We’re all looking for ways to cut down on our energy usage and save much needed cash. It’s all very well for politicians to be telling us we should put on an extra jumper, but in the absolute thick of winter that might not be enough, especially for older people. We need more efficient insulation and more energy efficient heating systems. If you can afford to fit them into your budget then you should definitely consider it.
How to insulate energy efficient heating systems
It pays to know how to improve the insulation of your hot water tanks, pipework and radiators so that your heating goes further and costs less to run. You’ll soon make up the cost that it takes to fit the insulation in the first place and your hot water will be hotter for longer, thanks to less heat escaping. And it’s quicker, cheaper and easier than you think. No method of insulating your central heating system costs more than £30. As you can imagine, this means it won’t take very long at all for you to make your money back.
The easiest and quickest way to begin creating energy efficient heating systems is to purchase a jacket for your hot water cylinder. If your cylinder already has a jacket, you should check that it’s at least 7.5cm thick as this will provide the optimum level of insulation. This may mean you have less storage space around your hot water tank, but the space that’s there will be a more suitable environment to store things in.
The pros of energy efficient heating systems far outweigh the cons. Fitting a hot water tank jacket will reduce heat loss by at least 75% and save you roughly £45 a year in wasted energy. Insulating your hot water pipes as well is advisable as it will further reduce how much you’re wasting by £15 a year. On average, you’ll have made up the cost of fitting these types of insulation in less than six months and around a year, respectively. You’ll also save a combined 230kg of CO² each year (170kg from a hot water tank jacket and 60kg from pipe insulation), which isn’t to be sniffed at for something that costs so little.
The one occasion that can be problematic is if your hot water pipes aren’t exposed or are hard to reach. To fit pipe insulation in this instance you should call a professional plumber. It’s one of their main priorities nowadays to provide people with energy efficient heating systems.
If you’re doing the job yourself, it couldn’t be easier. A hot water tank jacket simply slips around your tank like a jacket that you’d put on yourself. Pipe insulation normally comes in the form of foam tubes which envelope your exposed pipes between the hot water tank and the boiler. Picking the right size foam from your local DIY shop is as difficult as the job gets, all being well.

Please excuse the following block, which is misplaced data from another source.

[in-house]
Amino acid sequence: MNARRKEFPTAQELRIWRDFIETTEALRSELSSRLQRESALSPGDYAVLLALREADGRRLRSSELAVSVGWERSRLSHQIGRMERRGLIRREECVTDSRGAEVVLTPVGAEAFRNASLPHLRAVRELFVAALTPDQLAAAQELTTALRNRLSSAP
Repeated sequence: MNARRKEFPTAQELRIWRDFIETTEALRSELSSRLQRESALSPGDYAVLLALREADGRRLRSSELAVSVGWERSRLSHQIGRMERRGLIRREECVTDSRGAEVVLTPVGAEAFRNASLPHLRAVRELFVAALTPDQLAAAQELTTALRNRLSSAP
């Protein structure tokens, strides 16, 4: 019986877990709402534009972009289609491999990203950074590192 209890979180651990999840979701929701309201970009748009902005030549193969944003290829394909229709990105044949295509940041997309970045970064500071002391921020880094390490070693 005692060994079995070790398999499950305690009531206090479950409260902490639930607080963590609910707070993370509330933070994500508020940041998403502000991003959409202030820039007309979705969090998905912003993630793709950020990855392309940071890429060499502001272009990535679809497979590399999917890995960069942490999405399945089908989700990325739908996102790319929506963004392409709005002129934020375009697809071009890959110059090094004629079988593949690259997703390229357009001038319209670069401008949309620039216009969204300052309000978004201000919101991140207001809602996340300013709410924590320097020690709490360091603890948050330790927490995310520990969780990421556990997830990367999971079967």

Further ways to maintain energy efficient heating systems
Buy radiator reflector panels
These are an ultra-low-cost solution which make the heat from your radiators more capable of circulating around the whole room. If you’ve got notorious cold spots that you can’t seem to solve no matter how much insulation you fit, these will be your salvation. They’re fixed behind your radiators and reflect heat back into the room rather than letting it dissolve into the wall. As such, you’ll benefit more from these if you don’t already have solid wall or cavity wall insulation, but the most energy efficient heating systems rely on you also having these fitted.
Regulate your water use
Lots of energy is used to heat up water, so being more conscious of how much water you’re using can help save you money and limit your carbon footprint. This is the cheapest way to have more energy efficient heating systems as it involves no money, only your input. Simple things like making sure your dishwasher and washing machine are full before using them and selecting economy settings can save you lots of money, especially if you’re on the Economy 7 energy tariff and only turn your appliances on by night.
Other things you could do around the home include only boiling the kettle with as much water as you need. This could save you £8 a year on electricity. Being more careful to turn taps off after you’ve finished using them could save more than 5,500 litres of water a year, and using leftover water for things like watering plants or feeding animals can reduce wastage. You could also budget for more efficient showerheads, baths with a smaller capacity, low flush/dual flush toilets, low-flow taps and tap aerators. Any one of these products will be a great additional help to energy efficient heating systems.
With energy prices rising to record high levels, it’s not just the environment you’ll be saving by monitoring your energy consumption.tagsboilercarbon footprint co2co2 emissionsenergy efficiencyenergy efficientenergy efficient heating systemsheating insulationhome insulationwall insulation